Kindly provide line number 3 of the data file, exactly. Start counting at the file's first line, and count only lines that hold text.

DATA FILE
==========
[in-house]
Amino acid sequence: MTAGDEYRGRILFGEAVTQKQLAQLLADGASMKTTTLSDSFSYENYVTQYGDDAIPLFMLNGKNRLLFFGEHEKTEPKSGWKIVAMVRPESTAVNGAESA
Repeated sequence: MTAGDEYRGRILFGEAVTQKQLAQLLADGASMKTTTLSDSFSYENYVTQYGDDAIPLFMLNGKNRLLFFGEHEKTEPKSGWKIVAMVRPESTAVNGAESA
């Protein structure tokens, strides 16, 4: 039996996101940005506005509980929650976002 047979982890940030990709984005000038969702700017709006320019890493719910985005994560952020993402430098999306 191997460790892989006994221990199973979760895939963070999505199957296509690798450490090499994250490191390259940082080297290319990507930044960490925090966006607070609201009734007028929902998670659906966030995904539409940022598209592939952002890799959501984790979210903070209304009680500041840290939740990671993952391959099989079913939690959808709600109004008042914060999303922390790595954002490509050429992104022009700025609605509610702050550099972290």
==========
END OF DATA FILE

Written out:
Repeated sequence: MTAGDEYRGRILFGEAVTQKQLAQLLADGASMKTTTLSDSFSYENYVTQYGDDAIPLFMLNGKNRLLFFGEHEKTEPKSGWKIVAMVRPESTAVNGAESA